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Readying for the ERP Renaissance: Ways to Embrace Positive Change and Innovation

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As President & CEO of VAI, Bob Vormittag is responsible for setting the company's strategic goals, building a world-class executive team, and providing an environment that encourages customer-focused technical and business innovation. Vormittag works closely with VAI's executive team to drive product development and marketing and sales initiatives, which facilitate the company's achievement of ongoing, productive growth.

Next on the Menu: ERP Software

In my previous posts, we examined the ERP software market and specifically, laid out the framework for evaluating vendors and examined best practices for implementing the software. Now, I'd like to take it a step further by exploring how the food industry relies on ERP systems to meet the challenges of today's economic and highly regulated environment. The food sector is of particular interest because it is a very process-heavy and deadline oriented market that relies on technology to drive productivity, operational efficiency, and inventory management.

When the Food Safety Modernization Act was signed, it placed added pressure on food manufacturers and distributors to ensure a safe food supply chain. The law gave the Food and Drug Administration (FDA) the power to order recalls of contaminated food and request records from food organizations to provide reports related to the manufacturing, distribution and packaging of any product. So, for example, if your company sells broccoli and the FDA uncovers a problem with the broccoli--whether contaminated, expired, etc.--the government can request all of your records. And if you fail to provide these records, your company can be banned from selling that product. Furthermore, the FDA has the power to suspend and shut down your business.

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Getting Started With ERP Part 2: Ready, Set, Implement

Implementing ERP software requires an experienced team and vendor to guide companies through what can be a challenging process. Preparation is a fundamental component and, if done well, can alleviate a myriad of roadblocks to an effective and timely enterprise implementation. A skilled ERP vendor, with industry specific knowledge, will ease this process and provide a detailed plan to guide companies to successful completion.

An experienced provider will work with your team to analyze your business requirements, recommend industry best practices to streamline operations and personalize the system to meet a company’s precise needs. In addition, your enterprise software vendor will work with you to incorporate advanced software features to improve employee productivity and bottom-line.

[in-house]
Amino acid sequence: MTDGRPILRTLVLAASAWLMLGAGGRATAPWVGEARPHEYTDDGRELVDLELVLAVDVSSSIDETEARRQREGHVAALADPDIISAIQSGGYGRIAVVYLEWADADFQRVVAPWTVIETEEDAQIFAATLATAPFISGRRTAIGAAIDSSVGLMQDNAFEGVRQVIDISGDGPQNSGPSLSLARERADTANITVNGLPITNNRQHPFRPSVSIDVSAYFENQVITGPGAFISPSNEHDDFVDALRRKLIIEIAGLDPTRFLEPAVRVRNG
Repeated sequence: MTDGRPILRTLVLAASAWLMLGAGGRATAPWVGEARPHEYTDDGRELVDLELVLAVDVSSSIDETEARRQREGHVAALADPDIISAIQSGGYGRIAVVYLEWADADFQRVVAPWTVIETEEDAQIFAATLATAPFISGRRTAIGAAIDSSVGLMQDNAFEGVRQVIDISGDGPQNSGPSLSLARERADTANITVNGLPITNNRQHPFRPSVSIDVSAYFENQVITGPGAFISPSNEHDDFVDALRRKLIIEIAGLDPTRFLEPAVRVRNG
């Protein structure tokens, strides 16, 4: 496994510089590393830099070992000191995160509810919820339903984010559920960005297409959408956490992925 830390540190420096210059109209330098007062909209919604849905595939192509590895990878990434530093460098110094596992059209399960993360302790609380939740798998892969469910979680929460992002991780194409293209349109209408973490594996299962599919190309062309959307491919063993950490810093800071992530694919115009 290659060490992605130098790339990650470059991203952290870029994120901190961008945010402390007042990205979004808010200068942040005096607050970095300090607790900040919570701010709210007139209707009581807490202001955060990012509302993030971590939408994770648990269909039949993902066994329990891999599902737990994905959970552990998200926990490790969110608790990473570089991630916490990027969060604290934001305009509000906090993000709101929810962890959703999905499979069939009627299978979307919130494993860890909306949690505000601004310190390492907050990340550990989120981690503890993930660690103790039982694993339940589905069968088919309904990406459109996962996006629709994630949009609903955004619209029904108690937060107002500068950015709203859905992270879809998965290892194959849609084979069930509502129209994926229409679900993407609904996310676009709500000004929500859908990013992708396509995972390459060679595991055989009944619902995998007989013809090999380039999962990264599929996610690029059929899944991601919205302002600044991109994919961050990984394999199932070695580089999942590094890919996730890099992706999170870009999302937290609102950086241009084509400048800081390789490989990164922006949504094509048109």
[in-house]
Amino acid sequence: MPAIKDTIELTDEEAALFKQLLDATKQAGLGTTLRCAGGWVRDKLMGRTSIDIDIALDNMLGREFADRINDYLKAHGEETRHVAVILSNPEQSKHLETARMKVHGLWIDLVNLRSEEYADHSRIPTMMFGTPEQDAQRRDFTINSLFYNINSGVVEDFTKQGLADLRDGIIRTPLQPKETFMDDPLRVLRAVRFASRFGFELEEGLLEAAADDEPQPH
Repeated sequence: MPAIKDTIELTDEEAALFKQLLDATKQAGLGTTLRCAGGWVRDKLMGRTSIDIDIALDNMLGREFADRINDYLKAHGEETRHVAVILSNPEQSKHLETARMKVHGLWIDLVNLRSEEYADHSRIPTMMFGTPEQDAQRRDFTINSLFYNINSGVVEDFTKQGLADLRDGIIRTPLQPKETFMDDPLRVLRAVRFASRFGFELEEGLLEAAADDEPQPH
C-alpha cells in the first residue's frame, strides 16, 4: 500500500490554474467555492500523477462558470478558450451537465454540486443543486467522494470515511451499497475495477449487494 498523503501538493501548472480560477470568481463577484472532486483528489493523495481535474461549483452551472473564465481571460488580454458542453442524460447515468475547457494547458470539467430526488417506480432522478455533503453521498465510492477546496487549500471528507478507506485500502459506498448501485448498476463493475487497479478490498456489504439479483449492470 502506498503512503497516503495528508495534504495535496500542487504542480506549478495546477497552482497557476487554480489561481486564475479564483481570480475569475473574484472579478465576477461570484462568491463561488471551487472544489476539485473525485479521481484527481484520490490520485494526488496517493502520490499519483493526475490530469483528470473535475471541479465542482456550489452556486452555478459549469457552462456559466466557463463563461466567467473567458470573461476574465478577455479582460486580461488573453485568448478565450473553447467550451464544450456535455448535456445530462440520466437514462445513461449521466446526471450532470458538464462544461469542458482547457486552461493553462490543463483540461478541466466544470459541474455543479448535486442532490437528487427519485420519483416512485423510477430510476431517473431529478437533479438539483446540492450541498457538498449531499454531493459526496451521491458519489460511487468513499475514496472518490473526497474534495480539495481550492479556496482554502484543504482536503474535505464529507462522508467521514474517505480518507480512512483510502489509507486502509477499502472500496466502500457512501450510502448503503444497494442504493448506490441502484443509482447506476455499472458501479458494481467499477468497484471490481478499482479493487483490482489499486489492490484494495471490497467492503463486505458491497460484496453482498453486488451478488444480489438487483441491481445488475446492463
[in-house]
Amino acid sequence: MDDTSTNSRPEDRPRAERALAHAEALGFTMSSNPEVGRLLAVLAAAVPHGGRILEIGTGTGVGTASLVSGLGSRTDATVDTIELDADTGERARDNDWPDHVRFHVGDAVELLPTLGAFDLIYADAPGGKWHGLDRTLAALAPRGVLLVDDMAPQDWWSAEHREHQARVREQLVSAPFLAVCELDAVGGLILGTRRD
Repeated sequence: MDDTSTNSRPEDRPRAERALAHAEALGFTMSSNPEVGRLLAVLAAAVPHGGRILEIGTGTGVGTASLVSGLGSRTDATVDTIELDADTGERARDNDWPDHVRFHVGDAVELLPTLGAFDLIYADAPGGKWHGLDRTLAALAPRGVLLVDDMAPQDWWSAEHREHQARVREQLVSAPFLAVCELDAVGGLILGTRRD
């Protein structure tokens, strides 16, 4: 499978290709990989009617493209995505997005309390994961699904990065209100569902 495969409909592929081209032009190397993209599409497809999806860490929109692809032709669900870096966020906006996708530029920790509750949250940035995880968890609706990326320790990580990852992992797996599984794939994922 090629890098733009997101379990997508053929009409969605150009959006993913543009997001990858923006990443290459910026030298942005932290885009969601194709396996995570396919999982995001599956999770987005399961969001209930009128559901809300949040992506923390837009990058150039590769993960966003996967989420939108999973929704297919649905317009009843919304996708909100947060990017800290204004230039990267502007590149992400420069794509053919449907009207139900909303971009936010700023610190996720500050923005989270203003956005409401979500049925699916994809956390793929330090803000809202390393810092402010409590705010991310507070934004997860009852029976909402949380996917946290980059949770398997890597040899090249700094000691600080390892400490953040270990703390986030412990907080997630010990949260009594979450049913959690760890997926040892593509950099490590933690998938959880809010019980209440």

Therefore, it is imperative that the implementation phase include comprehensive technical and end-user training. Without this critical component, employees may have difficulty learning the new software. If employees are not trained on the new tools and how it can streamline their work, than they are less likely to best utilize the software. Implementing enterprise software without proper staff training can lead to a loss of functionality and efficiencies and negatively impact the bottom line. Training should therefore be a priority during the implementation period.

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Getting Started With ERP Part 1: Vendor Selection

For a company that has grown to the point where an ERP system is the most logical next step, there are enormous benefits to be realized. For example, the centralization of key business data and applications is a critical feature for the enterprise. At the click of a mouse, it is possible for management to view important sales analysis data to identify profitable and unprofitable items, while another click of the mouse can provide command of purchasing functions by automating the planning purchasing and ordering process. A good enterprise system will provide a bird’s eye view of the company--maximizing its productivity and profitability across-the-board.

Streamlined operations save time, money and effort. ERP helps achieve efficiency by providing one integrated system and eliminates the need for duplicate data entry. Key company information is entered once and automatically routed to all appropriate databases. In addition, this provides real-time access to information. For instance, if a product order is entered via the call-center, that same information is immediately sent to the warehouse floor, where the order is filled and inventory counts are automatically adjusted, providing an accurate display of what product is available for sale.

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